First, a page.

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|Also Known As:||Died:||September 29, 2010|
|Born:||September 27, 1922||Cause of Death:||congestive heart failure|
|Birth Place:||Philadelphia, Pennsylvania, USA||Profession:||Director ... director producer floor manager screenwriter actor|
Arthur Penn proved himself a true triple threat during his career, achieving extraordinary success as a director of live television dramas, Broadway plays and feature films. Like Sidney Lumet and John Frankenheimer, he owed a huge debt to the crucible of television's Golden Age, but it was director Elia Kazan he resembled most in his sympathy for actors, the flights of fancy he allowed, and the incredible range of expression he elicited in films like "The Miracle Worker" (1962), "Bonnie and Clyde" (1967) and "Little Big Man" (1970). Penn understood the poetry of close-up camera work, acknowledging that words were to the theater what actions were for film. His use of lighting and sound were stylistically and intellectually sophisticated, but ultimately it was his themes which propelled his pictures. No other director during the volatile 1960s had his finger so securely on America's pulse, and audiences responded enthusiastically to his exploration of the relationship between outsiders and mainstream society, even though his sympathies always seemed to lie invariably with the outcasts.
Arthur Penn was born on Sept. 27, 1922 in Philadelphia, PA to Harry Penn, a watchmaker, and Sonia (née Greenberg), a nurse. He was the younger brother of Irving Penn, a successful still photographer. Penn's initial interest in theater lay in lighting design and building sets, but he also acted in high school plays. He received his first chance to direct at Philadelphia's amateur Neighborhood Playhouse. While in the Army at Fort Jackson, SC, he formed a small theater group and met Fred Coe who would later produce much of Penn's television and theater work, as well as his first two feature films. After attending Black Mountain College in North Carolina and studying literature in Italy for two years, he landed the job of third floor manager for NBC-TV's "Colgate Comedy Hour" (1950-55), working his way up to assistant director and moving with the show when it relocated to Los Angeles. Coe then lured him back to New York City to direct a live dramatic series called "Gulf Playhouse: 1st Person" (NBC, 1952-53), and he also worked as a writer and director for NBC's "Philco Television Playhouse" (1948-1955) before switching to CBS where he served as producer and director for the prestigious "Playhouse 90" (1956-1961). While there, he came in contact with the writer William Gibson, whose teleplay, "The Miracle Worker," he would direct for the small screen in 1957.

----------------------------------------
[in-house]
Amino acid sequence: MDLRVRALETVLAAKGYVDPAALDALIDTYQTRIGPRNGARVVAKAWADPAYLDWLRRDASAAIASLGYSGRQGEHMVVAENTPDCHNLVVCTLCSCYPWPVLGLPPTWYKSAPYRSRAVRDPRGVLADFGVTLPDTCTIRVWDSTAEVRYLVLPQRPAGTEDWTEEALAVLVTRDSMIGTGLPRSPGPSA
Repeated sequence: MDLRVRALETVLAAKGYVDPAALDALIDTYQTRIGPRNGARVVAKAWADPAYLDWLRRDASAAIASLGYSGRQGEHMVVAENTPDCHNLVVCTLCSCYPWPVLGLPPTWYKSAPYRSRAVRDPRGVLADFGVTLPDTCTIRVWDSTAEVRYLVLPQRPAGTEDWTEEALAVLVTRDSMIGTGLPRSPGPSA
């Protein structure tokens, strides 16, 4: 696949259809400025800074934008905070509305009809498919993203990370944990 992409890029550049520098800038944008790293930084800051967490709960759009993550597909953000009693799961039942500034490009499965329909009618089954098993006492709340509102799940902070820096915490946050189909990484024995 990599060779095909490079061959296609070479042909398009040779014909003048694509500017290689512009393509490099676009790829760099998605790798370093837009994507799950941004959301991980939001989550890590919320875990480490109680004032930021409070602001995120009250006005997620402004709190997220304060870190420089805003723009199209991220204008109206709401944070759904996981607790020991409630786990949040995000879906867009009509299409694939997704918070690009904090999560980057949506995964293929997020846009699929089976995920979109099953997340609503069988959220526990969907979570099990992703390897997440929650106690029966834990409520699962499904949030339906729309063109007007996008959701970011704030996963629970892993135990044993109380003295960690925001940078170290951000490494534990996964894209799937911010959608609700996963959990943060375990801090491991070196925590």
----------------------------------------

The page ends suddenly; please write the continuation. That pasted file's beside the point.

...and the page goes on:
Penn had made an inauspicious Broadway debut as director of "The Lovers," a play which closed after four performances in 1956, but he fared much better with his second effort, Gibson's "Two for the Seesaw" (1957), starring Henry Fonda and Anne Bancroft which ran for 750 performances. He would enjoy incredible good fortune over the next two years on the Great White Way, beginning with "The Miracle Worker," for which he won the Tony Award for Best Director, and followed quickly with Lillian Hellman's "Toys in the Attic," "An Evening with Mike Nichols and Elaine May," and Tad Mosel's "All the Way Home," earning the reputation as "the most gifted director since Kazan." As a favor to Coe, Penn directed his first film, "The Left Handed Gun" (1958), a psychological interpretation of the legend of Billy the Kid (Paul Newman) based on Gore Vidal's television play. Received with indifference stateside, the film won a Grand Prix at the Brussels Film Festival, but more importantly, it identified several themes which would recur throughout Penn's work: the dichotomy of father-son relationships; the function of myth in reconciling reality; the arbitrary nature of violence; and the outcast as reflection of society.
Infuriated that Warner Bros. had edited "The Left Handed Gun" against his intentions, Penn waited four years before choosing to adapt "The Miracle Worker" (1962), the play he had successfully directed for television and on Broadway. Though to some extent hampered by its stage origins, it was still a powerful and emotionally compelling film, featuring superlative acting from Oscar winners Anne Bancroft as Annie Sullivan, the teacher bearing civilization's message, and Patty Duke as Helen Keller, the noble savage restrained by culture. For his efforts, Penn received his first Academy Award nomination as Best Director, but the success would be short-lived. In contrast with his earlier run of luck, during the 1962-63 Broadway season he directed three flops in a row, and one week into the shooting of "The Train" (1963), producer-star Burt Lancaster replaced him at the helm with John Frankenheimer, a director more to his liking.